Coronavirus Toll In China Rises To 106; Confirmed Cases Climb To Over 4,500
Beijing: China has reported 24 more deaths from coronavirus epidemic, taking the number of fatalities to 106 as the confirmed cases of pneumonia caused by the outbreak stand at 4,515, the health authorities announced on Tuesday.
Barring Tibet, all Chinese provinces have reported the virus cases, posing a major challenge for the health authorities to contain it.
Overseas confirmed cases have been reported in Thailand (7), Japan (3), South Korea (3), the United States (3), Vietnam (2), Singapore (4), Malaysia (3), Nepal (1), France (3), Australia (4) and Sri Lanka (1).
The death toll from a coronavirus outbreak in China has soared to 106 while nearly 1,300 new cases have been confirmed, authorities said Tuesday.
The provincial authorities in the virus epicentre of Hubei province, of which Wuhan city is the capital, said 24 more people had died from the virus with 1,291 more infections.
By the end of Monday, a total of 4,515 cumulative confirmed cases of new pneumonia had been reported in Hubei, while 2,567 patients are hospitalised, with 563 in severe conditions and 127 in critical conditions, the Hubei Provincial Health Commission said on Tuesday.
Hospitals across the province received 31,934 fever patients on Monday, state-run Xinhua news agency reported.
As of now, 4,200 confirmed cases of the virus have been reported from China.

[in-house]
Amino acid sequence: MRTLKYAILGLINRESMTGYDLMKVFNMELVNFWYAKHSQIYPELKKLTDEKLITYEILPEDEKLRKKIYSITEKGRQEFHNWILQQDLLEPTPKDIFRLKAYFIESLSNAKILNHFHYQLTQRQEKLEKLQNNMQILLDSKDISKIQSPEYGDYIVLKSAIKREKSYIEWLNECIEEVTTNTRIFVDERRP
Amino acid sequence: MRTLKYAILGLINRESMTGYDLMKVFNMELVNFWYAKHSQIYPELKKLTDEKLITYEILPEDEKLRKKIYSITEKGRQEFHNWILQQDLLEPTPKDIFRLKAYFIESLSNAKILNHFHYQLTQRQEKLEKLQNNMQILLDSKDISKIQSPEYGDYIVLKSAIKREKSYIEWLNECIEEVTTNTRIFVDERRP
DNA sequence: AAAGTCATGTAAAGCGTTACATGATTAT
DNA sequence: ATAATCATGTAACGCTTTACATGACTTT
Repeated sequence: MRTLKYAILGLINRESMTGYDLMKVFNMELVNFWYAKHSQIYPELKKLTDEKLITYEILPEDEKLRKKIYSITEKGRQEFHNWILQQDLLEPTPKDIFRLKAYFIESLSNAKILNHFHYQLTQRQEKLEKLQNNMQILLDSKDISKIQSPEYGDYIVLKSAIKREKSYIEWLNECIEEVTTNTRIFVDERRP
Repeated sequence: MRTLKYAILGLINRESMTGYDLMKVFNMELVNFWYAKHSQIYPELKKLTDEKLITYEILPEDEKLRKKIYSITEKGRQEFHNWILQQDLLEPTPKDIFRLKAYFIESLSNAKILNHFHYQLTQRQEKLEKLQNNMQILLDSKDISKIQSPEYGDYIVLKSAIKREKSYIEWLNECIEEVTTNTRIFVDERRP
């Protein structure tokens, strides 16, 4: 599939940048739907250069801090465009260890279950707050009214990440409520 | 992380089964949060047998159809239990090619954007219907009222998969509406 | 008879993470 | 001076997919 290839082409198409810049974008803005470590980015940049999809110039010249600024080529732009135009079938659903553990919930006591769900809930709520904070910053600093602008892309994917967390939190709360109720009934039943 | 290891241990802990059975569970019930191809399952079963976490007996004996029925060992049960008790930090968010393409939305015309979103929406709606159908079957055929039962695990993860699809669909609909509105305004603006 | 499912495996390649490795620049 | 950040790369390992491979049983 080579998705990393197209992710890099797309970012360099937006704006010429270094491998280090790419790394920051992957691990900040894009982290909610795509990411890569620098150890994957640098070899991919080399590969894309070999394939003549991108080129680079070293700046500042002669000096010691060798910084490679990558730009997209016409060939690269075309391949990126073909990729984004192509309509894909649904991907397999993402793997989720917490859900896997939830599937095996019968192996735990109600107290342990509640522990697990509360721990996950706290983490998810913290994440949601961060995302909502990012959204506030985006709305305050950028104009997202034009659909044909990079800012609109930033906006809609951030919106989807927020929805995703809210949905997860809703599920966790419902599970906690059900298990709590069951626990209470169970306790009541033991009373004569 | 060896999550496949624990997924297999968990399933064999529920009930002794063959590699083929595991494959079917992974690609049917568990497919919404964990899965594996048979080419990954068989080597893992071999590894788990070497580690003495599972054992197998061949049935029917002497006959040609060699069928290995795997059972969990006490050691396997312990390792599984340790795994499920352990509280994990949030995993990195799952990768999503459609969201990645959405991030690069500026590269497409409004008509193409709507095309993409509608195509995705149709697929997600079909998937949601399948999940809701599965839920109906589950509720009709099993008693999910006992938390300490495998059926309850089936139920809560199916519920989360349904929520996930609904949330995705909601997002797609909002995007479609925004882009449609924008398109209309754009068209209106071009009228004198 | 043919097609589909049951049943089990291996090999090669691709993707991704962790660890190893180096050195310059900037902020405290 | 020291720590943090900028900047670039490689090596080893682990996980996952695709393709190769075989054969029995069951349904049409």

China’s top cities of Beijing and Shanghai reported their first deaths on late Monday first from the novel coronavirus.
The health commissions in both Beijing and Shanghai reported.
A 50-year-old male died of respiratory failure in Beijing on Monday. He was diagnosed on January 22 and was in Wuhan City from January 8 to 15.
Shanghai authorities have yet to release details of the deceased patient, state-run CGTN reported.
As of Monday night, Beijing had eight more confirmed cases of the disease, bringing the total number to 80.
Two patients have been discharged from hospitals after treatment, while 63 patients were in stable condition. Shanghai had 66 confirmed cases as of Monday night, aged between seven and 88 years old.
A sense of disquiet prevailed in Beijing as officials announced the capital’s first death from the deadly virus, a grim reminder that the epidemic has begun to take toll outside Hubei province.
On Monday, Chinese Premier Li Keqiang visited Wuhan, the first such trip by a top leader to the epicentre of the coronavirus outbreak, to boost the morale of millions of beleaguered people and medical staff.
The World Health Organisation on Monday admitted an error in its assessment of the global risk of a deadly virus in China, saying it was “high” and not “moderate”, reports said.
The Geneva-based WHO in its latest situation report said the risk was “very high in China, high at the regional level and high at the global level.”
The organisation attached to the UN admitted that it had stated “incorrectly” in its previous reports that the global risk was “moderate”.
WHO chief Tedros Adhanom Ghebreyesus is currently visiting Beijing to discuss how to contain the outbreak. He was quoted as saying on Thursday that “this is an emergency in China, but it has not yet become a global health emergency”.
Meanwhile, the train and bus services between Beijing and neighbouring Tianjin have been suspended.
China has also extended the New Year Festival holidays till February 2 to prevent reverse migration of millions of migrants works to return to their work from holidays.
Universities, primary and middle schools and kindergartens across the country will postpone the opening of the spring semester until further notice.
The government is focussing efforts to prevent mass gatherings and mass travel to ensure the virus is not spread fast.
Beijing has also launched temperature detection at 55 subway stations, including stops at railway stations and Beijing airport. Passengers with abnormal body temperatures will be sent to the hospital.